During my recent travels for business around the world, I’ve noticed something that struck me in all places I visited. Let me be provocative about it.
Introduction: Are you tired of people around you losing the passion for work? Everywhere you look, it seems like employees are more disenchanted with their jobs than ever before. From restaurants struggling to find qualified service staff to employees taking more sick leave than usual, it’s clear that something is wrong.
But what could be causing this global shift in work ethic? Despite vast cultural differences across various countries and industries, the trend persists. It’s a question that demands our attention, and the answer may be more sinister than you think.
The Balance between Work and Life: Walking a fine line
For decades now, we’ve been discussing and acknowledging the importance of finding a healthy balance between personal and professional commitments. But with modern technology and changes in workplace culture, this balance has become more elusive than ever before.
In the past, employees were often expected to work long hours, sacrificing their personal time and well-being for the sake of their jobs.
We saw companies prioritizing profits over people. Forcing their workers to rank work over everything else, including their mental and physical health.
Today, the tables have turned, and many employees have gone to the opposite extreme, prioritizing their personal lives over their careers, and money seems the only thing important and motivational – if at all.
Agile Methodologies: A Cure not just a band aid
As organizations recognize the benefits of having employees who feel fulfilled in their personal lives, the concept of work-life balance has gained more traction. Agile methodologies, such as ORGANIC agility, Scrum, Kanban, and Lean, have played an important role in enabling organizations to become more resilient and create a better place to work by fostering a different mindset and culture.
Agility emphasizes collaboration, continuous improvement, and flexibility, and can create a culture of transparency, trust, and respect. It enables teams to prioritize and manage their workload more effectively, promote autonomy and self-management, and empower employees to take ownership of their work and manage their personal lives, leading to increased job satisfaction and overall well-being.
But let’s be clear: Agile methodologies are not successful when used as a band aid. They’re more of a cure which results in resilience. Companies need to address the root causes of the problem, which include outdated work cultures, a lack of leadership and initiate the right change.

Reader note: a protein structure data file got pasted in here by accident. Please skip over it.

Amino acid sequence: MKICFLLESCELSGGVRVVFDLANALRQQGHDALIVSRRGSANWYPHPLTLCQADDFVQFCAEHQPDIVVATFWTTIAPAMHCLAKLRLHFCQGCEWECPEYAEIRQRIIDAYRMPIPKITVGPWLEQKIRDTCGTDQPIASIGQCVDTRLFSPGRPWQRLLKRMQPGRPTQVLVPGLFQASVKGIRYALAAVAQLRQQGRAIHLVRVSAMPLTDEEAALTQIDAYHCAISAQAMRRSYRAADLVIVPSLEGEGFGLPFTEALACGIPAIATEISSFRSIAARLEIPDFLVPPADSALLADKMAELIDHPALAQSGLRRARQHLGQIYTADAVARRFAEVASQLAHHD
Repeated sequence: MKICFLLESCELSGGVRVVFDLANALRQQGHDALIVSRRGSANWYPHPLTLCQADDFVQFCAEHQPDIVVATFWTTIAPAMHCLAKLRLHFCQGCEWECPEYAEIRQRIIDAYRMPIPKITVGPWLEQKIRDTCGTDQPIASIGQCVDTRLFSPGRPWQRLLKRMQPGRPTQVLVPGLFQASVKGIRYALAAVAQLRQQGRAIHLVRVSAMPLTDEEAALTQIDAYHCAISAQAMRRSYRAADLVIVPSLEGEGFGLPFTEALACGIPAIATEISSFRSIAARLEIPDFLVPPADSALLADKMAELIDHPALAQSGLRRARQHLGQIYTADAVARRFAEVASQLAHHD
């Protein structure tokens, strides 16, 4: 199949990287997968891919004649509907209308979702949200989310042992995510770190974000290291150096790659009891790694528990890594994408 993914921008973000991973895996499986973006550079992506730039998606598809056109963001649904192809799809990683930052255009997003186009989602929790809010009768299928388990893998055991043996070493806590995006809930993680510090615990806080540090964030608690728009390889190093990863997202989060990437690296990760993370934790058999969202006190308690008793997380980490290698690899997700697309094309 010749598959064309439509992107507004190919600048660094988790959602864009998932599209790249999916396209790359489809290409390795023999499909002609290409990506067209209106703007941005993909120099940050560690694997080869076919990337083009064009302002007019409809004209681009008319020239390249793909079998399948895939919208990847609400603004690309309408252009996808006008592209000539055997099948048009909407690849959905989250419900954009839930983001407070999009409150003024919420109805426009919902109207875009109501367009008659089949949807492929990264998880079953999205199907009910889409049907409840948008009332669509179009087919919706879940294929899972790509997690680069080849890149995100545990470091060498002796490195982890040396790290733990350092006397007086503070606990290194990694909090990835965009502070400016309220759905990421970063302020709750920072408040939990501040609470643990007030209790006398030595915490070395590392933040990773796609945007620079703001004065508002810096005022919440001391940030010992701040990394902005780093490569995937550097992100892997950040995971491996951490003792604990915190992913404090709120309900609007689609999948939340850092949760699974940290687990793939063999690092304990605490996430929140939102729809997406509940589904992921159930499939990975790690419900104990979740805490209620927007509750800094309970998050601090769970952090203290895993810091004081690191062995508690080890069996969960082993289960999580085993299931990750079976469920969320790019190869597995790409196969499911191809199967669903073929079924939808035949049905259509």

Leadership: The Missing Link
To restore balance, we need a fresh perspective on leadership. One approach that shows promise is “Building Leadership In,” which emphasizes creating a workspace that’s built on trust, empowerment, and collaboration. Leaders who take this approach understand their team members and work with them to create an environment that fosters innovation and success.
But it’s not just leaders who need to adopt this mindset. Every employee, regardless of their position, should develop leadership qualities like accountability and initiative. When employees feel empowered to take on leadership roles, it creates a culture and mindset of collaboration that brings success to both the workforce and the organization. And let’s be clear, success and the feeling of being a part of it is the biggest driver for individuals. So, let’s get leadership and empowerment right. After all, a culture that fosters accountability, initiative, and collaboration is the key to success in the modern workplace.
Education: Starting Early
In my experience promoting work-life balance through Agile methodologies and leadership is a good step in the right direction, but it’s not enough on its own. We need to start earlier, with our education systems.
Our kids in school need to learn the right value systems and develop a sense of ownership and responsibility towards their work, as well as an understanding of the importance of balancing personal and professional lives.
Or think about Universities. They also have a role to play in teaching and promoting a healthy and balanced organizational culture. And beside the fact that they should be accessible to everybody (but that is a different topic) they should encourage students to seek out and contribute to organizations that prioritizes ways of working that respects work-life balance and promotes the leadership qualities that can foster such a culture.
We’re facing a crisis of work ethic. People are losing the drive to work and pursue success. Instead, they’re increasingly seeking the easy way out, looking for shortcuts and quick fixes that provide instant gratification. We’re becoming a society that values laziness over hard work, and it’s time for a wake-up call.
It’s time for us to take a hard look at our priorities and start valuing work ethic once again. We need to instill a sense of pride in working and achieving success through dedication and resilience. We can’t just expect things to be handed to us on a silver platter; we need to earn them through continuous learning, work and commitment.
It’s time to reject the notion that work-life balance means working less and playing more. Instead, let’s recognize that true balance comes from finding fulfillment in both our personal and professional lives. We need to strive for excellence in all areas of our lives and set an example for the next generation.
Let’s stop making excuses for our lack of work ethic and start taking responsibility for our actions. It’s time to step up and become the leaders we were meant to be, inspiring others to work hard and achieve their dreams. Together, we can create a culture that brings the balance we all want.
Marion Eickmann, CEO agile42
This interview originally appeared on B2BOutlook.